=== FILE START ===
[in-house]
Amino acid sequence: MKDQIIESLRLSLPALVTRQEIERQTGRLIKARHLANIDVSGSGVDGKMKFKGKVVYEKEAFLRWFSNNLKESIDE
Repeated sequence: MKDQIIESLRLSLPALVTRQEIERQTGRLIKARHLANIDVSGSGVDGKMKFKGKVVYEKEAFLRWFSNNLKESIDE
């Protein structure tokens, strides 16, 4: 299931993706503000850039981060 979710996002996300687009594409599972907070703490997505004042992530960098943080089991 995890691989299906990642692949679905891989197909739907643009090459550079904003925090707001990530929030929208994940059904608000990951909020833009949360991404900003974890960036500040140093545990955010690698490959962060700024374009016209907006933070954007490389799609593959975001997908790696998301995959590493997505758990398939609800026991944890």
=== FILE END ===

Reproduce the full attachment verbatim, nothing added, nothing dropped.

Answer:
[in-house]
Amino acid sequence: MKDQIIESLRLSLPALVTRQEIERQTGRLIKARHLANIDVSGSGVDGKMKFKGKVVYEKEAFLRWFSNNLKESIDE
Repeated sequence: MKDQIIESLRLSLPALVTRQEIERQTGRLIKARHLANIDVSGSGVDGKMKFKGKVVYEKEAFLRWFSNNLKESIDE
């Protein structure tokens, strides 16, 4: 299931993706503000850039981060 979710996002996300687009594409599972907070703490997505004042992530960098943080089991 995890691989299906990642692949679905891989197909739907643009090459550079904003925090707001990530929030929208994940059904608000990951909020833009949360991404900003974890960036500040140093545990955010690698490959962060700024374009016209907006933070954007490389799609593959975001997908790696998301995959590493997505758990398939609800026991944890």